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18

This passage is absolutely critical in reading the old testament. It's right up there with the tree of knowledge, as it records the founding of Babylon, one of the two evil empires (along with Egypt). A good chunk of the bible has to do with struggles against or prophecies directed against Babylon, so its founding story is a big deal. Here is the text (LEB) ...


14

Succinctly stated, as Christ himself was circumcised,1 all those who are “in Christ” are also circumcised with Christ,2 just as all those who are in Christ: suffer with Christ3 are crucified with Christ4 die with Christ5 are buried with Christ6 are resurrected with Christ7 are made alive with Christ8 live with Christ9 are glorified with Christ10 inherit ...


13

The Hebrew word תֵּבָה (tebah) occurs 28 times in the OT and simply means (literally), chest, box, coffin, etc. That is, a box-like container used to house and protect some contents that are (by definition) precious. See BDB meaning in appendix below. Interestingly, the noun is only ever used to describe just two objects: Noah's ark - the great ship, 26 ...


12

Hmm I am not so sure about the question not referring to Adam...if one reads Genesis 3.22... And the LORD God said, "The man has now become like one of us, knowing good and evil. He must not be allowed to reach out his hand and take also from the tree of life and eat, and live forever." "The man" in chapter 3 vs 22 is clearly Adam. I ...


10

According to Genesis 27:39-40, Isaac did extend to Esau the following blessing. Behold, your dwelling shall be of the fatness of the earth, and of the dew of heaven from above. By your sword you shall live, and you shall serve your brother; And it shall come to pass, when you become restless, that you shall break his yoke from your neck. The ...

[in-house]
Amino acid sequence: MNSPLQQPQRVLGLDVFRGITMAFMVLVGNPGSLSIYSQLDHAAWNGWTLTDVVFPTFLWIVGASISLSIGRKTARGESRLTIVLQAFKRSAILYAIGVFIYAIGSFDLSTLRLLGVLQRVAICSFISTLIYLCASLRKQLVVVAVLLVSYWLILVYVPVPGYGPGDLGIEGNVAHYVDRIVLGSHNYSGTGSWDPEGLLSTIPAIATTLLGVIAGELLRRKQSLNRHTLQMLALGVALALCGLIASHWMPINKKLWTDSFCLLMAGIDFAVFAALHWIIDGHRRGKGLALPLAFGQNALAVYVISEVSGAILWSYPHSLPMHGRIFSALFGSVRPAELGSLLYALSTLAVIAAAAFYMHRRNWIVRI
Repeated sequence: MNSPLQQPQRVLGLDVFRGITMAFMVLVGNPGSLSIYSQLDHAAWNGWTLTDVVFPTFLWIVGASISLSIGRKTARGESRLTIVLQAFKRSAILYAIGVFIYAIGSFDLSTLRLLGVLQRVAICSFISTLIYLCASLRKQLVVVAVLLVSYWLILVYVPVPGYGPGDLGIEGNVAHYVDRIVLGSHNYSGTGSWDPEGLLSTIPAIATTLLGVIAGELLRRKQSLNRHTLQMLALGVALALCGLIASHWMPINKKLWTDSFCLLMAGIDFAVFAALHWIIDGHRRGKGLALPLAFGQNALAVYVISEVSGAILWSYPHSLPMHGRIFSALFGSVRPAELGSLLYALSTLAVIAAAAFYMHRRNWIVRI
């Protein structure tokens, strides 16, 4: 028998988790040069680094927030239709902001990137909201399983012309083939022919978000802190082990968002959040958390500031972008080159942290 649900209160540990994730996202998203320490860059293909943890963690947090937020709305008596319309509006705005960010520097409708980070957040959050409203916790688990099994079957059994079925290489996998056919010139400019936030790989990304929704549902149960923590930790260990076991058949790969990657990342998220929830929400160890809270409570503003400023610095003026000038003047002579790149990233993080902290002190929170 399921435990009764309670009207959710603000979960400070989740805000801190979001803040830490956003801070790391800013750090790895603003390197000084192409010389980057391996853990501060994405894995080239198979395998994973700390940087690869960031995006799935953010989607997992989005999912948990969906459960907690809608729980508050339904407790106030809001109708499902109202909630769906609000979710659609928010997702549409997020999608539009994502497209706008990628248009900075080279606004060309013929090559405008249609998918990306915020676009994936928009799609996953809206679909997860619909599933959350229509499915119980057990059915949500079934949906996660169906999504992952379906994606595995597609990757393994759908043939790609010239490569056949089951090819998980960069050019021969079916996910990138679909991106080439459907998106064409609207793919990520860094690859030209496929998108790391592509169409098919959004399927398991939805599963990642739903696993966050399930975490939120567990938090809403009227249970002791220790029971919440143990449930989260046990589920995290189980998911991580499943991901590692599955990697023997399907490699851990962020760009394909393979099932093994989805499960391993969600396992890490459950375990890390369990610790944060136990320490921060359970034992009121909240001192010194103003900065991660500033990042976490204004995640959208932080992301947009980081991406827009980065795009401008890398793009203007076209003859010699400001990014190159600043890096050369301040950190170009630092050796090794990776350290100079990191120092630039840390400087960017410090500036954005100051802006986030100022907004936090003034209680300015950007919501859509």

10

Simply put, the law of circumcision was given by God to the Hebrew people who made up the physical, geographical nation of Israel and to all the foreigners who would live in the nation of Israel. Jesus came fulfill the law and the prophets, and to be the atoning sacrifice for sin once and for all for all who trust in him, so thanks to Jesus, our right ...


10

Two different nakednesses are in view here. The fig leaves covered his physical nakedness but did nothing to quench his awareness that his newly defiled conscience was naked before God. The sequence bears this out: Their eyes were opened and they knew they were naked, they made fig leaf coverings for their nakedness, they heard God coming and hid because ...


9

Just focusing on your question, "What does John mean by 'The Word was God?'” John is making the most categorical and concise statement found anywhere in scripture regarding the deity of Jesus - He is GOD. If you need a more detailed explanation on this I would recommend you read the the answers posted on the following thread. "Why John 1:1 in (DRB)(Douay-...


8

”When did God speak these waters into being?” The answer is given in the Hebrew text בראשׁית ברא אלהים את השׁמים ואת הארץ The fact is that God ברא (created) the השׁמים (heavens - plural) in (the) בראשׁית and so that’s when the waters were made when the heavens were made. In Biblical cosmology the heavens were made of water hence המים (waters - also plural) ...


8

The verbs וּשְׁמָרַנִי (ushmarani) and וְנָתַן (venatan) have the appearance of verbs conjugated in the perfect aspect and would therefore be translated into English in the past tense, i.e., “and he protected me” and “he gave me,” respectively. The reason I say “they have the appearance” is because a verb conjugated in the perfect aspect, and a vav-...